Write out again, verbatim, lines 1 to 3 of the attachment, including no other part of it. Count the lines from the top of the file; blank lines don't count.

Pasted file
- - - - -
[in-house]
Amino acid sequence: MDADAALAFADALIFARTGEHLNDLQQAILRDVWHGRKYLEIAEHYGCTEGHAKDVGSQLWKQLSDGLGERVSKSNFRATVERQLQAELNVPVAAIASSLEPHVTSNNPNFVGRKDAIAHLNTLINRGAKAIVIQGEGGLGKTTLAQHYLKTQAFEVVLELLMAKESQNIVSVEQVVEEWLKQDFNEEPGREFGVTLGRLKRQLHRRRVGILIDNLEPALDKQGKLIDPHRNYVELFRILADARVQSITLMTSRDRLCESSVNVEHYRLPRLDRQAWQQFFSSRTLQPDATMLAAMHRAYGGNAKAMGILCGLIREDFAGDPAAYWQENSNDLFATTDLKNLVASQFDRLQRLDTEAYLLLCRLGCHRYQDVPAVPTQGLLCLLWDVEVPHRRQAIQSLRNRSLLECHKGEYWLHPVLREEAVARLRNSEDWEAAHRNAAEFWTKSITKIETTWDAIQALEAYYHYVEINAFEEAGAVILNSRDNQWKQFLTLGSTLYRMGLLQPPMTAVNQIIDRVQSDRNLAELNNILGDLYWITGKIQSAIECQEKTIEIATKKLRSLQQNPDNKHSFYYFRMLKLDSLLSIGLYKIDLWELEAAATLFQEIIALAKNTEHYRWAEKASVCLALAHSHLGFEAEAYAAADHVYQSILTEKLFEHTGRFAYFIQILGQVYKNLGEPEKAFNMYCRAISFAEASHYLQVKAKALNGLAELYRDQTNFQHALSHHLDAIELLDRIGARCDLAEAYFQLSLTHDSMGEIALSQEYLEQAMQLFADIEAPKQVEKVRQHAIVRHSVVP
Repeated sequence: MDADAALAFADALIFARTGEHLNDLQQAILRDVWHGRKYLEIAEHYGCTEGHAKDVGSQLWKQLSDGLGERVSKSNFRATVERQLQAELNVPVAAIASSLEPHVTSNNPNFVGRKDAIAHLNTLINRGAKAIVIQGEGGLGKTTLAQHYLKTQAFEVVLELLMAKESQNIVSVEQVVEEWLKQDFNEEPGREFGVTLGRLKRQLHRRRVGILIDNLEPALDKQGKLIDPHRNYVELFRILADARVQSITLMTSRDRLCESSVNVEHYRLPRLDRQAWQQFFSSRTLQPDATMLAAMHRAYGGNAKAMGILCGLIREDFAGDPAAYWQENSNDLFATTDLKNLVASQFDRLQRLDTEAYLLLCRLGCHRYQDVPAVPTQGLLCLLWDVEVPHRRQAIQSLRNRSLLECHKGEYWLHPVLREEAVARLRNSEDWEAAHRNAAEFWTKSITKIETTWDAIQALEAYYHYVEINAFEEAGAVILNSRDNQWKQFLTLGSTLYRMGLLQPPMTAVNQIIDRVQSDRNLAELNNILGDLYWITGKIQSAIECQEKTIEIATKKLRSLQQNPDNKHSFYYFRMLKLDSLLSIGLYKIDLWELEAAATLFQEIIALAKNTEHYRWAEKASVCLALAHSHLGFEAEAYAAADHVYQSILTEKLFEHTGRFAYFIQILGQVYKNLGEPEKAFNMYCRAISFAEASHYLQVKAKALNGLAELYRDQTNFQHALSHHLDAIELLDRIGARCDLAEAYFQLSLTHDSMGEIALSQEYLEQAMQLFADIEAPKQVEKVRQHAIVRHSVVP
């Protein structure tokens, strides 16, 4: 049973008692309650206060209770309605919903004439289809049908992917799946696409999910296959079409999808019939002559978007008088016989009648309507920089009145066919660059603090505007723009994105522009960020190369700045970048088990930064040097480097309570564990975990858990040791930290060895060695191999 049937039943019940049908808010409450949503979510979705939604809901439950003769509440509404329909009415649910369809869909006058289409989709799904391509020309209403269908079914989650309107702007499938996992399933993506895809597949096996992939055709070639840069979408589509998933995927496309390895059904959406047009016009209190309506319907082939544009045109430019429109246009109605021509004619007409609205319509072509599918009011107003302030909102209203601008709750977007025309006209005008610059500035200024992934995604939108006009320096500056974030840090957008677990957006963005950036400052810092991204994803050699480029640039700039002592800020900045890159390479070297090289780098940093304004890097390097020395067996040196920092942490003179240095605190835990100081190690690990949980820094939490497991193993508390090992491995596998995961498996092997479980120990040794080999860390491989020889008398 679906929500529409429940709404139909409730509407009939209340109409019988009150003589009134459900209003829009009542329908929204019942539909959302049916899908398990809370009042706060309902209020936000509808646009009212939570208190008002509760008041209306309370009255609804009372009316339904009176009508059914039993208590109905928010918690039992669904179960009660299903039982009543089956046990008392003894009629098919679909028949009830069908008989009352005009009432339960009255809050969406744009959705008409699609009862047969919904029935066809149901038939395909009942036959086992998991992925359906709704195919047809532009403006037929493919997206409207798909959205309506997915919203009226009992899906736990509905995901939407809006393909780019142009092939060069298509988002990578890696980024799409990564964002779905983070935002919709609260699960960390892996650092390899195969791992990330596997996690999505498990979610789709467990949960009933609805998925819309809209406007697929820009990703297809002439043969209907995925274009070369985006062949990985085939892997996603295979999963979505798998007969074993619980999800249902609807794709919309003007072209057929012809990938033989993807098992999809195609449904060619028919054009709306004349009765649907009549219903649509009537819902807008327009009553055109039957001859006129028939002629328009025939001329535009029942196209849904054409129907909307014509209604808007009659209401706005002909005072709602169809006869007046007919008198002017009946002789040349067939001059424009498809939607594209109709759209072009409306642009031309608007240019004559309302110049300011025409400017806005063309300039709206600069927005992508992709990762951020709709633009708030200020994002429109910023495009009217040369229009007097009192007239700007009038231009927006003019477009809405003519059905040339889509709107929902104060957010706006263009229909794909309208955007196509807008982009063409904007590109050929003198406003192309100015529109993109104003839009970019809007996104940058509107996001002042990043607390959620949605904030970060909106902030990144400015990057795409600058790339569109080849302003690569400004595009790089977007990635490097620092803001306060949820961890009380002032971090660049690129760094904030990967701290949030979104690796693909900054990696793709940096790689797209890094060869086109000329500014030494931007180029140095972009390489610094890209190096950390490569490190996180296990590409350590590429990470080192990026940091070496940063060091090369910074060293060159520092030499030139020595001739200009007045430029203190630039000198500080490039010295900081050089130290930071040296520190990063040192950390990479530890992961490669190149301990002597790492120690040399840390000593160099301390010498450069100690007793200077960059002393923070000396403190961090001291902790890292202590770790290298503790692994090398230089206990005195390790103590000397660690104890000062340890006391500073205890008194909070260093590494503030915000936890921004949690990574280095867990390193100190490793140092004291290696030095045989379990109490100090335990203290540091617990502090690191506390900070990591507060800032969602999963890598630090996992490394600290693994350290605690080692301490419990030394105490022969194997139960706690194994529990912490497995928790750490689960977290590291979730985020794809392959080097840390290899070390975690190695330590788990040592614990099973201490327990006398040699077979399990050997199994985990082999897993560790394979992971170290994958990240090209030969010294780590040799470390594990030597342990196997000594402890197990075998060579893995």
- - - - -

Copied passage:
[in-house]
Amino acid sequence: MDADAALAFADALIFARTGEHLNDLQQAILRDVWHGRKYLEIAEHYGCTEGHAKDVGSQLWKQLSDGLGERVSKSNFRATVERQLQAELNVPVAAIASSLEPHVTSNNPNFVGRKDAIAHLNTLINRGAKAIVIQGEGGLGKTTLAQHYLKTQAFEVVLELLMAKESQNIVSVEQVVEEWLKQDFNEEPGREFGVTLGRLKRQLHRRRVGILIDNLEPALDKQGKLIDPHRNYVELFRILADARVQSITLMTSRDRLCESSVNVEHYRLPRLDRQAWQQFFSSRTLQPDATMLAAMHRAYGGNAKAMGILCGLIREDFAGDPAAYWQENSNDLFATTDLKNLVASQFDRLQRLDTEAYLLLCRLGCHRYQDVPAVPTQGLLCLLWDVEVPHRRQAIQSLRNRSLLECHKGEYWLHPVLREEAVARLRNSEDWEAAHRNAAEFWTKSITKIETTWDAIQALEAYYHYVEINAFEEAGAVILNSRDNQWKQFLTLGSTLYRMGLLQPPMTAVNQIIDRVQSDRNLAELNNILGDLYWITGKIQSAIECQEKTIEIATKKLRSLQQNPDNKHSFYYFRMLKLDSLLSIGLYKIDLWELEAAATLFQEIIALAKNTEHYRWAEKASVCLALAHSHLGFEAEAYAAADHVYQSILTEKLFEHTGRFAYFIQILGQVYKNLGEPEKAFNMYCRAISFAEASHYLQVKAKALNGLAELYRDQTNFQHALSHHLDAIELLDRIGARCDLAEAYFQLSLTHDSMGEIALSQEYLEQAMQLFADIEAPKQVEKVRQHAIVRHSVVP
Repeated sequence: MDADAALAFADALIFARTGEHLNDLQQAILRDVWHGRKYLEIAEHYGCTEGHAKDVGSQLWKQLSDGLGERVSKSNFRATVERQLQAELNVPVAAIASSLEPHVTSNNPNFVGRKDAIAHLNTLINRGAKAIVIQGEGGLGKTTLAQHYLKTQAFEVVLELLMAKESQNIVSVEQVVEEWLKQDFNEEPGREFGVTLGRLKRQLHRRRVGILIDNLEPALDKQGKLIDPHRNYVELFRILADARVQSITLMTSRDRLCESSVNVEHYRLPRLDRQAWQQFFSSRTLQPDATMLAAMHRAYGGNAKAMGILCGLIREDFAGDPAAYWQENSNDLFATTDLKNLVASQFDRLQRLDTEAYLLLCRLGCHRYQDVPAVPTQGLLCLLWDVEVPHRRQAIQSLRNRSLLECHKGEYWLHPVLREEAVARLRNSEDWEAAHRNAAEFWTKSITKIETTWDAIQALEAYYHYVEINAFEEAGAVILNSRDNQWKQFLTLGSTLYRMGLLQPPMTAVNQIIDRVQSDRNLAELNNILGDLYWITGKIQSAIECQEKTIEIATKKLRSLQQNPDNKHSFYYFRMLKLDSLLSIGLYKIDLWELEAAATLFQEIIALAKNTEHYRWAEKASVCLALAHSHLGFEAEAYAAADHVYQSILTEKLFEHTGRFAYFIQILGQVYKNLGEPEKAFNMYCRAISFAEASHYLQVKAKALNGLAELYRDQTNFQHALSHHLDAIELLDRIGARCDLAEAYFQLSLTHDSMGEIALSQEYLEQAMQLFADIEAPKQVEKVRQHAIVRHSVVP